Recently Moody’s rated a private UCaaS provider, which led to a discussion on where the market for UCaaS is going. We are past early adopters and firmly in a Red Ocean in my opinion. Here are several factors that will affect the growth of UCaaS.
The primary hurdle is the dominance of Zoom and Microsoft Teams. Cisco is struggling for Webex get a sizable market share. Meanwhile MS Teams is approaching 300M users worldwide. Zoom has hit 3M Phone subs. RingCentral only has 3.5M despite 9 large partners and thousands of channel partners.
[updated numbers for 3Q2022]
Think about that for a second: Cisco is struggling to seize market share with Webex.
Since most UCaaS providers struggle for free cash flow, investors have had to pour lots of money into this space. For several investors, enough is enough, yet the avenues for exit are limited as SPACs and IPOs aren’t effective in current market economics.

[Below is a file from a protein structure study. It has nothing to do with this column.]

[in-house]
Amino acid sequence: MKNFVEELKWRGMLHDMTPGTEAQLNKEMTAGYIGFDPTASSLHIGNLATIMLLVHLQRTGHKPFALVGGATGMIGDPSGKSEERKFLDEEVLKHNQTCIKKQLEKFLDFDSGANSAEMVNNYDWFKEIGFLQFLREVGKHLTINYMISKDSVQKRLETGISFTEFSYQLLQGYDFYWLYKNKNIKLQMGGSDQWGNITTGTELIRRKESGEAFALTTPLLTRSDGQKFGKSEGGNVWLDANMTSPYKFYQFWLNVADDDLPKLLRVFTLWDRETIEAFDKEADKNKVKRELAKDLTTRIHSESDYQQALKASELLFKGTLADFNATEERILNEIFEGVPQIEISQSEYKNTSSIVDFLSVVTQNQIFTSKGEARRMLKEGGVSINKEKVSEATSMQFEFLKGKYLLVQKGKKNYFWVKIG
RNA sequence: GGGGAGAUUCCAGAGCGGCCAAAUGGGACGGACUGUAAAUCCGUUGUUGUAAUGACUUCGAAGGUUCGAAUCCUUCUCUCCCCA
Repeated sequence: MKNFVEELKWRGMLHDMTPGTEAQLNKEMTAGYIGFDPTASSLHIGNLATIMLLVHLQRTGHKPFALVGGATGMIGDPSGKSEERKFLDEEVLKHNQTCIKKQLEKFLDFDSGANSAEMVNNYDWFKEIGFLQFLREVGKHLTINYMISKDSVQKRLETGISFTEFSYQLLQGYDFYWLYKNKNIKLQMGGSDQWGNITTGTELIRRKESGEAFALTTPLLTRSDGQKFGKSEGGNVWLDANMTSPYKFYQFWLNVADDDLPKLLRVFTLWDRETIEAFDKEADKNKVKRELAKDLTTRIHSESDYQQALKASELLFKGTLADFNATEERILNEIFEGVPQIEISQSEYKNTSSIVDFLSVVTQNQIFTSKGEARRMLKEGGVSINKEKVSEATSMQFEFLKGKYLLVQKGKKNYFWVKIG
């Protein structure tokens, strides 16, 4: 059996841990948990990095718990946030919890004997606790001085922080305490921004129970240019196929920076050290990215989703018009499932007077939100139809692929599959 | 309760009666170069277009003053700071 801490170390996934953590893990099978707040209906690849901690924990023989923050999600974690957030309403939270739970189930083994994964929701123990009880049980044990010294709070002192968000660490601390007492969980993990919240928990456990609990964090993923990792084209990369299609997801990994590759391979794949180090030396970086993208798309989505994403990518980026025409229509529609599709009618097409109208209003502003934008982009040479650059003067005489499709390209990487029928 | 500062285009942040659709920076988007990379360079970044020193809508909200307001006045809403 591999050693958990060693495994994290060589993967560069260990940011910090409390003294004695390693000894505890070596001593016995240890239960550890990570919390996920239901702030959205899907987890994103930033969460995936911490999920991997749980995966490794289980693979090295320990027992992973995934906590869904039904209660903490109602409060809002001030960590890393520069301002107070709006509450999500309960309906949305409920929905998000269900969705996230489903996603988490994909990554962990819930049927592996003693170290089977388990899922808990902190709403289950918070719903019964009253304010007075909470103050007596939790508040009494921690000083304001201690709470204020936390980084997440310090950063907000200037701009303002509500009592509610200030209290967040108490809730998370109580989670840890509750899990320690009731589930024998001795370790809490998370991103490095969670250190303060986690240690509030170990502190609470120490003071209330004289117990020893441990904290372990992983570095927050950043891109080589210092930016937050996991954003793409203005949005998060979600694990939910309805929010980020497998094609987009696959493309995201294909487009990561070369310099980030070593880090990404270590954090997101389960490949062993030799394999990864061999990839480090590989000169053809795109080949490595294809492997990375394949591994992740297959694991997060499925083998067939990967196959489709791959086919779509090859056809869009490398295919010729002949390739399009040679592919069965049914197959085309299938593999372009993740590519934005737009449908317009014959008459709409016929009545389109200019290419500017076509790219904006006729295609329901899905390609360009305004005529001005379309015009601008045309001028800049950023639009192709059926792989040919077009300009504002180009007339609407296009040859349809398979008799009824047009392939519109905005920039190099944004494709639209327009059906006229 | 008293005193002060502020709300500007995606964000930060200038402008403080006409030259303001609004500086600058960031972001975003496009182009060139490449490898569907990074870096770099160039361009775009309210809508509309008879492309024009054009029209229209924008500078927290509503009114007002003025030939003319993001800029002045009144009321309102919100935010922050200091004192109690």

The CAC (cost of acquisition) has included free months of service; free phones; 10x SPIFFs; and lately reduced MRC. This means it takes longer to see a profit per customer – if ever. Luckily, free phones offers are slowly fading, especially as the providers highlight mobile apps and softphones. SPIFFs are also not as generous as in previous quarters and there are more gotcha’s per promotion.
UCaaS isn’t the preferred product (and never has been). UC+CC or CPaaS+CC or Direct Routing or some combination of these functionalities. This makes selling it harder since the sales teams need to understand the products, packaging and features better in order to offer the right service offering that will appeal to the prospect in front of them.
It isn’t simply how many phones? It is what are you using now? What isn’t working? What is the long term goal of this project? What are you trying to achieve by changing? This is no longer transactional.